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I have encountered several different definitions of left Haar measure that don't all seem to agree.

The setting I care about is Locally Compact Groups.

The first seems to completely disagree with the other two with the regularity dispute.

$\bf{\text{Which definition is correct? or are they all correct in different contexts?}}$

Let $G$ be a locally compact group, and by a measure I mean a Borel measure.


$\bf{\text{Definition 1:}}$

On Wikipedia: http://en.wikipedia.org/wiki/Haar_measure

A left Haar measure is a non-zero measure $\mu$ on $G$ such that

(i) $\mu(K) < \infty$ for compact $K$

(ii) $\mu$ is left $G$-invariant

(iii) $\mu$ is outer regular on Borel sets

(iv) $\mu$ is inner regular on open Borel sets

(And then an example is given to show that $\mu$ need not be inner regular on all Borel sets!)


$\bf{\text{Definition 2:}}$

Supplied in an answer: Why are Haar measures finite on compact sets?

A left Haar measure is a non-zero measure $\mu$ on $G$ such that

(i) $\mu$ is regular

(ii) $\mu > 0$ on open sets.

(iii) $\mu < \infty$ on compact sets.

(iv) $\mu$ is left $G$-invariant


$\bf{\text{Definition 3:}}$

Given in an appendix to a book.

A left Haar measure is a non-zero measure $\mu$ on $G$ such that

(i) $\mu$ is regular

(ii) $\mu$ is left $G$-invariant.

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    $\begingroup$ What book? The definition should be whatever you need to prove that Haar measures are unique up to scale. If you have enough properties to prove that then they're necessarily enough to imply all other properties. $\endgroup$ – Qiaochu Yuan May 15 '13 at 6:04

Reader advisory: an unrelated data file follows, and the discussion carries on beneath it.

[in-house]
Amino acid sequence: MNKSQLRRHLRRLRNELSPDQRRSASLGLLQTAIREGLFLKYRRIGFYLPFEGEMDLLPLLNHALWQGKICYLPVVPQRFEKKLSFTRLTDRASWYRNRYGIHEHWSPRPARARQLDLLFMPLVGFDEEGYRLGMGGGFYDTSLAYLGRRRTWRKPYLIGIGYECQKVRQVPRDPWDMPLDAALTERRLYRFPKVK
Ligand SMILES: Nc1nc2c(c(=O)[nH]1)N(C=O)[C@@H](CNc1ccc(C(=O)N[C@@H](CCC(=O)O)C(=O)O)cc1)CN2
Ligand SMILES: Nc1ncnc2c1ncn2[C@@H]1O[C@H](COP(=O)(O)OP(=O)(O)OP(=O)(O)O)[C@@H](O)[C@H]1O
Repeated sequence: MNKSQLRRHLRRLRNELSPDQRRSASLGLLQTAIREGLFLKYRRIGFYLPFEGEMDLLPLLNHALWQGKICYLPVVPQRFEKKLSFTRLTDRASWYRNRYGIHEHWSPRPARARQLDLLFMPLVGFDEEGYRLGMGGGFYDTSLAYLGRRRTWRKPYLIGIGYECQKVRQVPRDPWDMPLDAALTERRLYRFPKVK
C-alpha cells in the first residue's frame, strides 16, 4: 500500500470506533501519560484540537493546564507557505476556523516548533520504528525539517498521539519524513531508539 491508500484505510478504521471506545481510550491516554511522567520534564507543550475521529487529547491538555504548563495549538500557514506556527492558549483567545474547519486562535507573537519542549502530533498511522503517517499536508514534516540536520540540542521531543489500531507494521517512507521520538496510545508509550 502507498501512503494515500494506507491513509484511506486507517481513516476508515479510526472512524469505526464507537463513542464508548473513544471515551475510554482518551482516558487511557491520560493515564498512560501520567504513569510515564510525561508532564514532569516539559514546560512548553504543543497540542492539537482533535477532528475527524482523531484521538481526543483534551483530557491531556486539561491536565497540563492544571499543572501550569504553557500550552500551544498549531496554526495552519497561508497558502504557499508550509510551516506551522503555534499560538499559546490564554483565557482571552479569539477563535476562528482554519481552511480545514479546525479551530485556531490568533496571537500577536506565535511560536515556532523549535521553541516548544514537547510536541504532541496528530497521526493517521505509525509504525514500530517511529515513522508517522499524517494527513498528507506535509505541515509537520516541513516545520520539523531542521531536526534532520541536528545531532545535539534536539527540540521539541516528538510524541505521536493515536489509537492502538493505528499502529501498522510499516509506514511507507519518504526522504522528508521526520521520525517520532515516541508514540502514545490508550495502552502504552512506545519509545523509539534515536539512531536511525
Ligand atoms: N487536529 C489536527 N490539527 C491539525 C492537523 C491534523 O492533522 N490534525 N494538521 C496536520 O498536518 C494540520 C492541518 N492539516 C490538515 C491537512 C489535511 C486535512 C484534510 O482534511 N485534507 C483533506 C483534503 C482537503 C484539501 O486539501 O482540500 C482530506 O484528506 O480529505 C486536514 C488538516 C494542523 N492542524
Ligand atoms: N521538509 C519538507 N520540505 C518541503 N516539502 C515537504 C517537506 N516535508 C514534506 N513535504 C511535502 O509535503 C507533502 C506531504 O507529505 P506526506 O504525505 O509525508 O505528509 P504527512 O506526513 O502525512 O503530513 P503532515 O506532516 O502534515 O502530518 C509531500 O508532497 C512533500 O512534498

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    $\begingroup$ Of course you are correct. I realize now that I had the incorrect definition of regular. With the correct definition of regular, all definitions above are the same. $\endgroup$ – roo May 15 '13 at 20:08
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    $\begingroup$ @Kyle Since you answered your question. Don't hesitate to answer it. We want to have the less unanswered questions as possible :) $\endgroup$ – Norbert May 22 '13 at 1:48
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The first two are equivalent and both correct. The third one requires finite-ness on compact sets. Positivity on open sets follows from local compactness of $G$ and non-triviality of $\mu$.

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    $\begingroup$ For some authors, "finite on compact sets" might be part of the definition of the word "regular". $\endgroup$ – Nate Eldredge Jun 9 '16 at 14:43
  • $\begingroup$ It is also very often part of the definition of "Borel measure". $\endgroup$ – Cronus Aug 19 '16 at 0:27

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